What Was That Saying About Assumptions?

There is a saying about assumptions, but unfortunately the outcome is not very optimistic for either party involved.  In chapter 2 of The Skillful Teacher, Brookfield introduces four core assumptions that are mutually beneficial to both student and teacher. The assumptions involved a student focused teaching philosophy that can help a new or even seasoned teacher get through some of the difficult moments of teaching.

He summarizes the essentials of how to be successful in four assumptions. For student focused teaching, he recommends  a teacher should:

  • Do whatever helps the student learn
  • Be reflective in practice
  • Maintain a constant awareness of how students are experiencing learning and perceiving teachers actions
  • Teach college level students as adults

It’s a common theme in his book that there is no canned teaching method that you can open up and use for the entire class. It involves many methods and often you might have to use all of them in one class to help the students learn.

It’s understandable, using one or two techniques is much easier than the idea of planning a multitude of methods. So, Brookfield has compartmentalized the messy into the above four assumptions to help keep the new or even seasoned teacher on point with student focused teaching.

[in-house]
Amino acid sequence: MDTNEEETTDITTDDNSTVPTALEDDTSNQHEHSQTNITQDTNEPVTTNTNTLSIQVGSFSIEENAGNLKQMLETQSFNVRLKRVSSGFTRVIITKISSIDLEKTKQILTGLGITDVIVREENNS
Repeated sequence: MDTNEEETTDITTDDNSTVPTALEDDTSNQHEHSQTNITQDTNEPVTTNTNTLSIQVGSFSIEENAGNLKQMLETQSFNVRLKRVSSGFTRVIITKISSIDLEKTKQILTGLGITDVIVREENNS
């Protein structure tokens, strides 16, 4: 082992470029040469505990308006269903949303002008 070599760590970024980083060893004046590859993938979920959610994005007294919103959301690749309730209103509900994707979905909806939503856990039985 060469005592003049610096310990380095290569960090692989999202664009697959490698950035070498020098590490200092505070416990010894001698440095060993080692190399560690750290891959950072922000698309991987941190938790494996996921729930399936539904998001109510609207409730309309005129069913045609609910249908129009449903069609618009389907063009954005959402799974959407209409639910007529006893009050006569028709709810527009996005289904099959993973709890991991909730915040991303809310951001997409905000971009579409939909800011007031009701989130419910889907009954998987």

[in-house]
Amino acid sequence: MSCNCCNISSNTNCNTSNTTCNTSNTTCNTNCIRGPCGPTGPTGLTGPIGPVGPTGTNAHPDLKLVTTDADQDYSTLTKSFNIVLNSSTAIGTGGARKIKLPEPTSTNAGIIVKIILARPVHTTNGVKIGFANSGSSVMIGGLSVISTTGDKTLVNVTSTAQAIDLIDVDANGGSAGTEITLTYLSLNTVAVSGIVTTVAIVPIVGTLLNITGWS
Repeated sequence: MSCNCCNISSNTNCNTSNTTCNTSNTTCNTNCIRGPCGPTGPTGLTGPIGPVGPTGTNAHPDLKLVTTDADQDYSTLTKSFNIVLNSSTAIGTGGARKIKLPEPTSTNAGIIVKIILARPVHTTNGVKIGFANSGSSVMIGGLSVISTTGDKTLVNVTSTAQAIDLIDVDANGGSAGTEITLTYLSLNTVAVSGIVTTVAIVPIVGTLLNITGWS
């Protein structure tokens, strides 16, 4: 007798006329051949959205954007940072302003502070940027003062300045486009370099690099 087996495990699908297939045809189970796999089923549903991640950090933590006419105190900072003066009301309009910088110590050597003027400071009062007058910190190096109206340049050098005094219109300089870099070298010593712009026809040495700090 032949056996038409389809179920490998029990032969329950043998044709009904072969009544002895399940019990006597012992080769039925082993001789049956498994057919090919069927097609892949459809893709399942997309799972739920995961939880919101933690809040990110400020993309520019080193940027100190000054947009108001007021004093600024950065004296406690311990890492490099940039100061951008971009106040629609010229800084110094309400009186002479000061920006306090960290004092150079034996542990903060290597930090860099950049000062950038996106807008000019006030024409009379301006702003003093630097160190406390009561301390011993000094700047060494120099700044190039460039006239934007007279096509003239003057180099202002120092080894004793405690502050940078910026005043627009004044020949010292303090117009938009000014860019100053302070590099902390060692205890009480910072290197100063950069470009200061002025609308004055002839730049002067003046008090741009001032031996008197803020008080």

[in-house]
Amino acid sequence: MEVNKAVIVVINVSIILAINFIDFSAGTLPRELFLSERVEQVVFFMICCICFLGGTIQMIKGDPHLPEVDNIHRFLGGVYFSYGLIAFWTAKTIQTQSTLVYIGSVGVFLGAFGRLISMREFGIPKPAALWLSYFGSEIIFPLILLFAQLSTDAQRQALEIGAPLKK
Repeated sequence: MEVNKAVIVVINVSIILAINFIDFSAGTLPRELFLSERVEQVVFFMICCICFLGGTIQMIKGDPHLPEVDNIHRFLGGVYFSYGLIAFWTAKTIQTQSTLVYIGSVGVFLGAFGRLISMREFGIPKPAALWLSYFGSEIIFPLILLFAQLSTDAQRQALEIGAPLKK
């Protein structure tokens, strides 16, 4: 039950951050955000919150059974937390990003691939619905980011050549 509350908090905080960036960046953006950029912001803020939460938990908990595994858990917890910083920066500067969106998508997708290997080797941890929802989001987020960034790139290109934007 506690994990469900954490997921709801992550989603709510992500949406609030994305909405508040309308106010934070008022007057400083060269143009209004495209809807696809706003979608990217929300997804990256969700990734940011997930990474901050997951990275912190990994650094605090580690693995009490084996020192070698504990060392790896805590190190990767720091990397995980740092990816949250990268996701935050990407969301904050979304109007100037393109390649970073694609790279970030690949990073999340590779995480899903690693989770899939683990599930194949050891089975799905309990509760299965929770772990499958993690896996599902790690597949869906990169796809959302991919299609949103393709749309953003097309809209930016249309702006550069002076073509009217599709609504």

Awareness is another key component for success. Brookfield recommends teachers to be reflective in their practice, for that is where teaching growth can occur. It is also important to check the pulse of the classroom continuously. This can help you adjust the pace of the classroom if necessary.

The last key point is a reminder to treat adult students as adults. Respect plays a large part in this assumption. In fact, in a Faculty Focus article “What Students Want: Characteristics of Effective Teachers from the Students’ Perspective”, writer Ellen Smyth explains that of all the characteristics students want from their teachers, respect is number one. And who can blame them, as suggested in a humbling exercise, play a little imaginary roll reversal and you’ll see for yourself.

References

Brookfield, S. (2015). The skillful teacher: On trust, technique and responsiveness in the classroom. San Francisco, CA: Jossey-Bass.

Smyth, E. (2011, Apr 11). What Students Want: Characteristics of Effective Teachers from the Students’ Perspective. Retrieved Feb 12, 2016, from Faculty Focus: http://www.facultyfocus.com/articles/philosophy-of-teaching/what-students-want-characteristics-of-effective-teachers-from-the-students-perspective/

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